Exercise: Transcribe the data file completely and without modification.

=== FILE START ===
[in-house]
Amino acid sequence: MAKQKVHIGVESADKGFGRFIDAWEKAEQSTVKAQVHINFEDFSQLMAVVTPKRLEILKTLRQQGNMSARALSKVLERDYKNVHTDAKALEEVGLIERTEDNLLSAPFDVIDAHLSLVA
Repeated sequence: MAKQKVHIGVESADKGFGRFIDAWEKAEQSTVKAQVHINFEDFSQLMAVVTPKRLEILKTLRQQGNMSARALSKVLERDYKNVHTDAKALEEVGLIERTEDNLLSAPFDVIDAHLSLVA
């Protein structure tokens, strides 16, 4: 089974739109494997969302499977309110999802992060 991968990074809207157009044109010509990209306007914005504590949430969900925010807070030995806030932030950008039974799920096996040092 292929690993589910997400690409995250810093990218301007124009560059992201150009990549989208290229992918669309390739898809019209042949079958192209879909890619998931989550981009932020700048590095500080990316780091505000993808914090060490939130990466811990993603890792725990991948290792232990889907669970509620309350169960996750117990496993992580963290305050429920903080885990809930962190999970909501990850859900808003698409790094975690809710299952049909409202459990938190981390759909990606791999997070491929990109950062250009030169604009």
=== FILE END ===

[in-house]
Amino acid sequence: MAKQKVHIGVESADKGFGRFIDAWEKAEQSTVKAQVHINFEDFSQLMAVVTPKRLEILKTLRQQGNMSARALSKVLERDYKNVHTDAKALEEVGLIERTEDNLLSAPFDVIDAHLSLVA
Repeated sequence: MAKQKVHIGVESADKGFGRFIDAWEKAEQSTVKAQVHINFEDFSQLMAVVTPKRLEILKTLRQQGNMSARALSKVLERDYKNVHTDAKALEEVGLIERTEDNLLSAPFDVIDAHLSLVA
């Protein structure tokens, strides 16, 4: 089974739109494997969302499977309110999802992060 991968990074809207157009044109010509990209306007914005504590949430969900925010807070030995806030932030950008039974799920096996040092 292929690993589910997400690409995250810093990218301007124009560059992201150009990549989208290229992918669309390739898809019209042949079958192209879909890619998931989550981009932020700048590095500080990316780091505000993808914090060490939130990466811990993603890792725990991948290792232990889907669970509620309350169960996750117990496993992580963290305050429920903080885990809930962190999970909501990850859900808003698409790094975690809710299952049909409202459990938190981390759909990606791999997070491929990109950062250009030169604009």